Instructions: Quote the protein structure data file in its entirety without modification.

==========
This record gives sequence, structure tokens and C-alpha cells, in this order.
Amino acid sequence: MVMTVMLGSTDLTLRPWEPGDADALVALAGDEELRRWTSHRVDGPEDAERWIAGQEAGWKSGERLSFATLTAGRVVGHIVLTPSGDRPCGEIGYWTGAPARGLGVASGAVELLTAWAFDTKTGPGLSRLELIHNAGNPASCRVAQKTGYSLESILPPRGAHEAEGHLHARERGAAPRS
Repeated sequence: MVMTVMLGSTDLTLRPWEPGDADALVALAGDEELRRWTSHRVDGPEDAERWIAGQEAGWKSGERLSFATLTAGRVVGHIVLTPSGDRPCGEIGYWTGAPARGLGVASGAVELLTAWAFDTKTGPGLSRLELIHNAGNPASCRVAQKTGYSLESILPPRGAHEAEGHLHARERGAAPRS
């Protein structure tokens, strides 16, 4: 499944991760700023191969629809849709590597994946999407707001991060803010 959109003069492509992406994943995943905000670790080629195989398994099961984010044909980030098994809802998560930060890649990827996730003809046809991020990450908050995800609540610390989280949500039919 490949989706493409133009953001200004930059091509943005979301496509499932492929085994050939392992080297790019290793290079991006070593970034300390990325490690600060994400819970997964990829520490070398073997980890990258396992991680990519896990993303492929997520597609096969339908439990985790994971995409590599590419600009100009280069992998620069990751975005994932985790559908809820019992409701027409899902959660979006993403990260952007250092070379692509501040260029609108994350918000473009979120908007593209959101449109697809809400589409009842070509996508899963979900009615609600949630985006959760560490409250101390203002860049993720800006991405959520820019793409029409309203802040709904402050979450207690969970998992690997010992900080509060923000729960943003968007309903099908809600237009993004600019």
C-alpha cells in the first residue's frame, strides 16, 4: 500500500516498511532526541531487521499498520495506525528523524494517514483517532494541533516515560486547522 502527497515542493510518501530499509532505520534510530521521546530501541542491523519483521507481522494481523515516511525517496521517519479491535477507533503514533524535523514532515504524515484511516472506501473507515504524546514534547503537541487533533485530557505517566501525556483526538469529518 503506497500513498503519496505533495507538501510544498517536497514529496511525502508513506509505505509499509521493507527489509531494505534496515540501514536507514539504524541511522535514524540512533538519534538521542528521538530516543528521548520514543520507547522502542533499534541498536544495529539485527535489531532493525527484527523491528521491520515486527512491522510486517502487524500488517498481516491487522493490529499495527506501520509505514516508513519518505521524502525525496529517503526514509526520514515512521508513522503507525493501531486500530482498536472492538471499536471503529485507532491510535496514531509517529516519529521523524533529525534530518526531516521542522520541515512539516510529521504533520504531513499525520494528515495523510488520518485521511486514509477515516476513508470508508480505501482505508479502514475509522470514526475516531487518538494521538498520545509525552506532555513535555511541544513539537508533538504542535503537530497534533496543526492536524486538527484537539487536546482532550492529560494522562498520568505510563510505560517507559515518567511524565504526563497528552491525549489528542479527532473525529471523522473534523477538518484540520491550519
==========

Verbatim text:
This record gives sequence, structure tokens and C-alpha cells, in this order.
Amino acid sequence: MVMTVMLGSTDLTLRPWEPGDADALVALAGDEELRRWTSHRVDGPEDAERWIAGQEAGWKSGERLSFATLTAGRVVGHIVLTPSGDRPCGEIGYWTGAPARGLGVASGAVELLTAWAFDTKTGPGLSRLELIHNAGNPASCRVAQKTGYSLESILPPRGAHEAEGHLHARERGAAPRS
Repeated sequence: MVMTVMLGSTDLTLRPWEPGDADALVALAGDEELRRWTSHRVDGPEDAERWIAGQEAGWKSGERLSFATLTAGRVVGHIVLTPSGDRPCGEIGYWTGAPARGLGVASGAVELLTAWAFDTKTGPGLSRLELIHNAGNPASCRVAQKTGYSLESILPPRGAHEAEGHLHARERGAAPRS
């Protein structure tokens, strides 16, 4: 499944991760700023191969629809849709590597994946999407707001991060803010 959109003069492509992406994943995943905000670790080629195989398994099961984010044909980030098994809802998560930060890649990827996730003809046809991020990450908050995800609540610390989280949500039919 490949989706493409133009953001200004930059091509943005979301496509499932492929085994050939392992080297790019290793290079991006070593970034300390990325490690600060994400819970997964990829520490070398073997980890990258396992991680990519896990993303492929997520597609096969339908439990985790994971995409590599590419600009100009280069992998620069990751975005994932985790559908809820019992409701027409899902959660979006993403990260952007250092070379692509501040260029609108994350918000473009979120908007593209959101449109697809809400589409009842070509996508899963979900009615609600949630985006959760560490409250101390203002860049993720800006991405959520820019793409029409309203802040709904402050979450207690969970998992690997010992900080509060923000729960943003968007309903099908809600237009993004600019």
C-alpha cells in the first residue's frame, strides 16, 4: 500500500516498511532526541531487521499498520495506525528523524494517514483517532494541533516515560486547522 502527497515542493510518501530499509532505520534510530521521546530501541542491523519483521507481522494481523515516511525517496521517519479491535477507533503514533524535523514532515504524515484511516472506501473507515504524546514534547503537541487533533485530557505517566501525556483526538469529518 503506497500513498503519496505533495507538501510544498517536497514529496511525502508513506509505505509499509521493507527489509531494505534496515540501514536507514539504524541511522535514524540512533538519534538521542528521538530516543528521548520514543520507547522502542533499534541498536544495529539485527535489531532493525527484527523491528521491520515486527512491522510486517502487524500488517498481516491487522493490529499495527506501520509505514516508513519518505521524502525525496529517503526514509526520514515512521508513522503507525493501531486500530482498536472492538471499536471503529485507532491510535496514531509517529516519529521523524533529525534530518526531516521542522520541515512539516510529521504533520504531513499525520494528515495523510488520518485521511486514509477515516476513508470508508480505501482505508479502514475509522470514526475516531487518538494521538498520545509525552506532555513535555511541544513539537508533538504542535503537530497534533496543526492536524486538527484537539487536546482532550492529560494522562498520568505510563510505560517507559515518567511524565504526563497528552491525549489528542479527532473525529471523522473534523477538518484540520491550519